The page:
Teaching, Learning, and Scholarship (TLS)


Simulations for Virtual Trainings

Thursday, November 14
10:00 AM - 11:15 AM
Location: Pratt / Calvert

Due to the flexibility afforded by online and virtual platforms, trainings and workshops are more and more often being held online. Virtual platforms allow academic nomads to commit to their full-time studies while also fulfilling work and other obligations such as travel, study abroad, and professional development. This session explores how in-class trainings and simulations can be conducted in a synchronous online environment for virtual learners. Acknowledging the importance of the co-construction of knowledge and the impact of active learning in all classrooms, this session will explore instructional design approaches and and cultural perspectives for translating successful in-person simulations to online synchronous learning environments.

Learning Objectives:

Terra Gargano

American University School of International Service

Terra Gargano teaches courses in intercultural communication online and on campus and serves as the Program Director for the MAIR Program in the School of International Service. Terra taught English in Japan and was the Assistant Dean of Semester at Sea for ISE (the Institute for Shipboard Education) before becoming a faculty at American University and the University of Maryland. She worked with the Intercultural Management Institute to organize conferences and conduct trainings for expatriates and their families, graduate students, and foreign nationals. Throughout her career in international education, she managed dozens of study abroad programs and institutional collaborations worldwide.


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Edward E. Timke

Instructor and Program Coordinator
Duke University

Edward (Ed) is an instructor of advertising and society courses in the Department of Cultural Anthropology at Duke University. He is also Associate Editor of Advertising & Society Quarterly, a journal focused on the role of advertising in society, culture, history, and the economy. Ed holds an appointment as an adjunct professorial lecturer in the Master of International Relations online program at American University's School of International Service. He is the Co-Director of the Circulating American Magazines project, which is funded by a Digital Humanities Advancement Grant from the National Endowment for the Humanities (NEH). Before Duke, he was a lecturer in the Media Studies Program at the University of California, Berkeley.

Ed is a specialist in advertising and media history, especially in transnational, global, and comparative contexts. He also has expertise in the areas of gender, advertising, and the media; photojournalism; and research methods in advertising and media. His work centers on understanding the role of advertising and popular media in international relations and how different cultures and people come to understand and imagine each other through them.

Ed completed his PhD in the Department of Communication Studies at the University of Michigan. Before his PhD, he served as a program manager of exchanges between universities in the United States, France, and Switzerland at the International Student Exchange Programs (ISEP) in Washington, DC. He also taught English to French high school students in Saint-Etienne, France, for one year under a program offered by the French Ministry of Education and the Fulbright Commission. He has served as an intern for the US Foreign Commercial Service at the US Embassy in Budapest, the Center for Democracy in Washington, DC, and the office of State Representative Tom Casperson in Lansing, Michigan. Ed holds a Master's degree in International and Intercultural Communication from the University of Denver as well as a Bachelor's degree in International Relations and French from Michigan State University.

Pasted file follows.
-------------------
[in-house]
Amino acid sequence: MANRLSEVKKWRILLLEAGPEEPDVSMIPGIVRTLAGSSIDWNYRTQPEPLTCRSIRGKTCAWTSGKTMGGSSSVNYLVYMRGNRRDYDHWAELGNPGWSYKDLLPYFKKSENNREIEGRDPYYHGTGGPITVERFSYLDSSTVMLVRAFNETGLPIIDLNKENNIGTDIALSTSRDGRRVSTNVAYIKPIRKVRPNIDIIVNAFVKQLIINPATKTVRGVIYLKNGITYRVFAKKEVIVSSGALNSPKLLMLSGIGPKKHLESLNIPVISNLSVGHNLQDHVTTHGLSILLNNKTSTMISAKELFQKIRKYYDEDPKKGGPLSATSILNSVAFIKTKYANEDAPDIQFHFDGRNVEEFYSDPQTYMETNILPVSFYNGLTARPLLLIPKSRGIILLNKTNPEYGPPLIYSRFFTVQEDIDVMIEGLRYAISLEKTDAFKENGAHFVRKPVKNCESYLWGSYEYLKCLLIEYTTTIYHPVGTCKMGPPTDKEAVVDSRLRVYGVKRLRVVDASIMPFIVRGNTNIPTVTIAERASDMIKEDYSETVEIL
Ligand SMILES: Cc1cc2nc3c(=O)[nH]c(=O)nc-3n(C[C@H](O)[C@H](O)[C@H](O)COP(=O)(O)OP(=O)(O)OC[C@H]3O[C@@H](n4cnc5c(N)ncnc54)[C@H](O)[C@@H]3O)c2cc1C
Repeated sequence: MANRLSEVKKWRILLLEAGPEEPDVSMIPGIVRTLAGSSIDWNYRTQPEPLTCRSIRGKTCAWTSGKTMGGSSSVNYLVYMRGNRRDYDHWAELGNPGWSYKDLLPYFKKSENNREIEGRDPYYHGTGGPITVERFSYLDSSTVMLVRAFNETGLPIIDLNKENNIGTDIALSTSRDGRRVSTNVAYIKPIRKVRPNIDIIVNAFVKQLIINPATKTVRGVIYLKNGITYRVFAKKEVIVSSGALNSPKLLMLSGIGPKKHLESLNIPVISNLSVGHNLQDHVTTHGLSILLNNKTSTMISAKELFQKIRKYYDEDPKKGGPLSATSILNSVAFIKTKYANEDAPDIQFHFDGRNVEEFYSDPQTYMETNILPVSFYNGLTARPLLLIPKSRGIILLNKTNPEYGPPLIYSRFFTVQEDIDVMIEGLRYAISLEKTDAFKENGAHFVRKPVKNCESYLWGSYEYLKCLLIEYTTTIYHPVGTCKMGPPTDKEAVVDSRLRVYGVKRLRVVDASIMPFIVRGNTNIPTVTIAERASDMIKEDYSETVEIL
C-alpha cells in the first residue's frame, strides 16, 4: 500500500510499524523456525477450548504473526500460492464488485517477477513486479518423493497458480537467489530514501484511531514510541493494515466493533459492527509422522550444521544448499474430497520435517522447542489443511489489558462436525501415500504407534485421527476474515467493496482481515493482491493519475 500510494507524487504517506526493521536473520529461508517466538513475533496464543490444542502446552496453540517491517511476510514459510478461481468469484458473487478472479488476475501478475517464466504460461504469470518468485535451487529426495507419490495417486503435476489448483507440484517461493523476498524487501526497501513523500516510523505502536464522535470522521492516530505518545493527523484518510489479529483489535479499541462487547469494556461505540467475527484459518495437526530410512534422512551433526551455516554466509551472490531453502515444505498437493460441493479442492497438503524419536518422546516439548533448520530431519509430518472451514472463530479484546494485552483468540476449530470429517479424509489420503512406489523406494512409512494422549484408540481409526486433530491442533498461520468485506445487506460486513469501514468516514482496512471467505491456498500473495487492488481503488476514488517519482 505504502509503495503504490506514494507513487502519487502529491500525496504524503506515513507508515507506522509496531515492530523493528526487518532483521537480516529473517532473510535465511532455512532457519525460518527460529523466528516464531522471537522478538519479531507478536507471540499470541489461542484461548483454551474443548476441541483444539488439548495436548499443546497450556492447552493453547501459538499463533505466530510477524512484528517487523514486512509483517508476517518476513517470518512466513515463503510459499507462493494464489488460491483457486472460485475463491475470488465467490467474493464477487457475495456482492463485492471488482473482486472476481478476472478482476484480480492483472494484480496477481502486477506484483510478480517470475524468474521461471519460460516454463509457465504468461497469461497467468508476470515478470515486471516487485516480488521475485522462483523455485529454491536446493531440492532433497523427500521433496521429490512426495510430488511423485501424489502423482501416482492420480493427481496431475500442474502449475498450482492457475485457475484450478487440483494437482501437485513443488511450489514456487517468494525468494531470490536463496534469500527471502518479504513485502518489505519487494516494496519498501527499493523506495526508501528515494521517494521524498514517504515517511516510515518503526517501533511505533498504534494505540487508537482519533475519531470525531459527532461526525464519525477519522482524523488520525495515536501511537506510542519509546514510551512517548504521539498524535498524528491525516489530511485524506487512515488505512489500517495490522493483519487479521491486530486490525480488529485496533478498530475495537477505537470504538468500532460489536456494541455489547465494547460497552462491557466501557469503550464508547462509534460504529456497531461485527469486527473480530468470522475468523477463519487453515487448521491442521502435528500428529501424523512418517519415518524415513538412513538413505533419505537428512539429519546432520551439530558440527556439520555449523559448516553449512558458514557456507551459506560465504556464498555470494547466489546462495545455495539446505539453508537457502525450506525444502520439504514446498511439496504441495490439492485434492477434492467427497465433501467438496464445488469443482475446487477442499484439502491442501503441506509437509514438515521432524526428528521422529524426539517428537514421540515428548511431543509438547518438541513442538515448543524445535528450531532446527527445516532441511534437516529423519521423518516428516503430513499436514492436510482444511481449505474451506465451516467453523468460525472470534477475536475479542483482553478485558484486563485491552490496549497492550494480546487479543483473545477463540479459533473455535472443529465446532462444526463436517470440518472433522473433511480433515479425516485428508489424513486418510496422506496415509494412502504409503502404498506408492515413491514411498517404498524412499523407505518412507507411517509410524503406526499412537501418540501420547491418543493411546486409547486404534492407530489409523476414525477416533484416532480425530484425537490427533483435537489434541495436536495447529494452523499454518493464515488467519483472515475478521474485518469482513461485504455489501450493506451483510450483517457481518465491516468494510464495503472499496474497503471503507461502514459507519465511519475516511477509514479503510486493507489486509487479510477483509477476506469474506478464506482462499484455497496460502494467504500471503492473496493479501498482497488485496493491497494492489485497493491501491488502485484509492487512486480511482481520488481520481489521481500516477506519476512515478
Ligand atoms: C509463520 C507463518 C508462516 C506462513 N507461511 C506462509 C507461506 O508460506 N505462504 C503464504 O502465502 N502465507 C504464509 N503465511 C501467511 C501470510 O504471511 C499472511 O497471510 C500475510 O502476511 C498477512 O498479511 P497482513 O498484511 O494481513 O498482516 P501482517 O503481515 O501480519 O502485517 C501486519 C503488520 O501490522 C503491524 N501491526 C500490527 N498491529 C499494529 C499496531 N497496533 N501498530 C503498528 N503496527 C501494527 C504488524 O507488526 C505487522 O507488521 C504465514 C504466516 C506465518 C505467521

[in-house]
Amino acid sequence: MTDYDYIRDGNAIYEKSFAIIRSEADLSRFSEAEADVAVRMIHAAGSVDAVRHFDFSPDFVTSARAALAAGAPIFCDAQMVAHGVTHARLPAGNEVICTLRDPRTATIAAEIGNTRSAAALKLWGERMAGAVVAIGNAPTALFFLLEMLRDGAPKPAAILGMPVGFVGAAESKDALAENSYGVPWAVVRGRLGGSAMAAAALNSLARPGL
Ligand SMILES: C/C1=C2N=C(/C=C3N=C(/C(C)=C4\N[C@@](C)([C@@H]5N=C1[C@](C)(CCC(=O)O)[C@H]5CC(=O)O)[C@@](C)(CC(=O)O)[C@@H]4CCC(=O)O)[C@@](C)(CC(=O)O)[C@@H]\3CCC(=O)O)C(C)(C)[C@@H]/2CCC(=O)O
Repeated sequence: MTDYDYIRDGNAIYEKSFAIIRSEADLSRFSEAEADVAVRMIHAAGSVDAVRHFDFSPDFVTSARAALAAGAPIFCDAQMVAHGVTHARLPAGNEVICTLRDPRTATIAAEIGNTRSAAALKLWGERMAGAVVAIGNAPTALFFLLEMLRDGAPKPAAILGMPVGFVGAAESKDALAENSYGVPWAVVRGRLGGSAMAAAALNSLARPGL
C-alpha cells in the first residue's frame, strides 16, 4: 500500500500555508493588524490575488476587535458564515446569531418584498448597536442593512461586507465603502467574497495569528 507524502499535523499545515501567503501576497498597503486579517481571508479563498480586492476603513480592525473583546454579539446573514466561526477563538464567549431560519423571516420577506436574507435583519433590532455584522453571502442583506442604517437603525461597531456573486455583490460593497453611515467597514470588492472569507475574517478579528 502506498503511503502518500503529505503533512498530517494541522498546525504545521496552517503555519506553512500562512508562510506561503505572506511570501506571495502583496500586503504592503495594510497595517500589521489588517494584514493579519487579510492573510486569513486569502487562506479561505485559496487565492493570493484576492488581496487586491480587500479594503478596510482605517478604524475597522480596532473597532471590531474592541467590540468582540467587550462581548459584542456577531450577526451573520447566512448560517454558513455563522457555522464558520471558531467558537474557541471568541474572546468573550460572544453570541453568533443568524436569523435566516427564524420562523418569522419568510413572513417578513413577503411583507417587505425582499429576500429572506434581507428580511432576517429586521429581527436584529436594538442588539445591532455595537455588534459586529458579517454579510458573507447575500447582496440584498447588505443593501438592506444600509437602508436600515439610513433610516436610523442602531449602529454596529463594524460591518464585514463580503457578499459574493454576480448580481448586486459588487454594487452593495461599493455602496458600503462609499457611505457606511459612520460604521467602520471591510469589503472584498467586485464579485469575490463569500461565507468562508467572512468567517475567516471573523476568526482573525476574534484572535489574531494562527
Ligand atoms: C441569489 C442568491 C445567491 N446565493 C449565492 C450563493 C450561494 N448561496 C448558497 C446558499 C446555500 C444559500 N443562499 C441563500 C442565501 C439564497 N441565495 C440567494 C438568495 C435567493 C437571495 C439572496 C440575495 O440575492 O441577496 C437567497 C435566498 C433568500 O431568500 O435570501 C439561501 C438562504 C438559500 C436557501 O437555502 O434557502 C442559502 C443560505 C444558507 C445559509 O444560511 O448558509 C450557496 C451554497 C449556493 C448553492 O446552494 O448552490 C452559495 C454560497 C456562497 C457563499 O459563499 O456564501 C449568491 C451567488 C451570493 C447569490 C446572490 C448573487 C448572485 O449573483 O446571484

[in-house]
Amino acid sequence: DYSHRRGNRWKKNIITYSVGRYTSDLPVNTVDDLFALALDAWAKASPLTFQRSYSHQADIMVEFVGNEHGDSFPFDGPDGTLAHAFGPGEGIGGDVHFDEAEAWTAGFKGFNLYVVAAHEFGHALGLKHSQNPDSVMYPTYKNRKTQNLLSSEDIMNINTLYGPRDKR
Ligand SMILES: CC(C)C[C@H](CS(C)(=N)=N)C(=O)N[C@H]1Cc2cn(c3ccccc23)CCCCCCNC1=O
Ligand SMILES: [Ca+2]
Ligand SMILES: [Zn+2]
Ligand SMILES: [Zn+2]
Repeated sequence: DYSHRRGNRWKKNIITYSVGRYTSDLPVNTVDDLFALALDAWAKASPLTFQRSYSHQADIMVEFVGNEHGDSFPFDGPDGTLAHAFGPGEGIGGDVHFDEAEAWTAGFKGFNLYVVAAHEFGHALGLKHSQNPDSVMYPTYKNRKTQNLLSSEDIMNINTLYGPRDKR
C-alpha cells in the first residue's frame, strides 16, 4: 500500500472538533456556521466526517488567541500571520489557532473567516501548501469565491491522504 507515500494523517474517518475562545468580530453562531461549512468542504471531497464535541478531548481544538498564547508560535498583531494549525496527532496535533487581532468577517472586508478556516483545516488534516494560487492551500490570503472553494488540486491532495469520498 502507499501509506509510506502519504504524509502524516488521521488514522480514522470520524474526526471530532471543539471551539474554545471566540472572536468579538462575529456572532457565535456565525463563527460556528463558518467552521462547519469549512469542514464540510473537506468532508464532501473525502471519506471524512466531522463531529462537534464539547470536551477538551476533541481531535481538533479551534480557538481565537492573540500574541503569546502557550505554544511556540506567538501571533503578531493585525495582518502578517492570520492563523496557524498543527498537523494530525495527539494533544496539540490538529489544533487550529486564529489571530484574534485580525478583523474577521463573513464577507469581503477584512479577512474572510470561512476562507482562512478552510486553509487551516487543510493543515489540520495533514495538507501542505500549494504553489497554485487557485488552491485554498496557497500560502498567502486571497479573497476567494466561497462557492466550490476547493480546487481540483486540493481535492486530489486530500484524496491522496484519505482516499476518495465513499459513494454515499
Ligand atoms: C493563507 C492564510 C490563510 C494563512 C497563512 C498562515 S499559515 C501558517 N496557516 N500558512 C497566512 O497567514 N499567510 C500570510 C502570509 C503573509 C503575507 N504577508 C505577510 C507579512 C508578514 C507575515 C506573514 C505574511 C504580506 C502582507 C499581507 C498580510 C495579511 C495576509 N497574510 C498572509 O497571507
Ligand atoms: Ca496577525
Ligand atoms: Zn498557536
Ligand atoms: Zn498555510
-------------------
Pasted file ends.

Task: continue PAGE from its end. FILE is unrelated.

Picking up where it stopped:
Ed was nominated for the 2017 Phi Beta Kappa Northern California Association Excellence in Teaching Award. In Summer 2015, Ed was selected to be an NEH Summer Institute Fellow on New York's periodical history. At the University of Michigan, he was the recipient of the 2015 Mark Foote Distinguished Dissertation Award, a Rackham Merit Fellowship, a Rackham International Research Award, and the Outstanding Graduate Student Instructor of the Year Award for the Department of Communication Studies (2010-11 Academic Year). He has presented his work at various international conferences and seminars in the U.S. and abroad, and he has recently published in several journals: Otrante (Éditions Kimé), Advertising & Society Quarterly, Media Fields Journal (University of California, Santa Barbara), eCrini (Université de Nantes), Cahiers Remix (Université de Québec à Montréal), and H-Net Journalism.


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Julia Zeigler

Assistant Director, Online Programs
American University

Julia Zeigler currently serves as the Assistant Director of Online Programs at American University’s School of International Service. With almost 10 years of experience in international education, Julia has lent her expertise to such institutions as Fulbright, IREX, and EducationUSA. With a research focus on the intersection of virtual learning with global higher education, Julia's goal to strengthen programs through diversity and balanced participation. Her piece, “Using Online Education to Support the Academic Nomad” was published in the Journal of Studies in International Education in May 2017. Julia lived and worked in Shanghai for 4 years and speaks conversational Chinese.


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Simulations for Virtual Trainings

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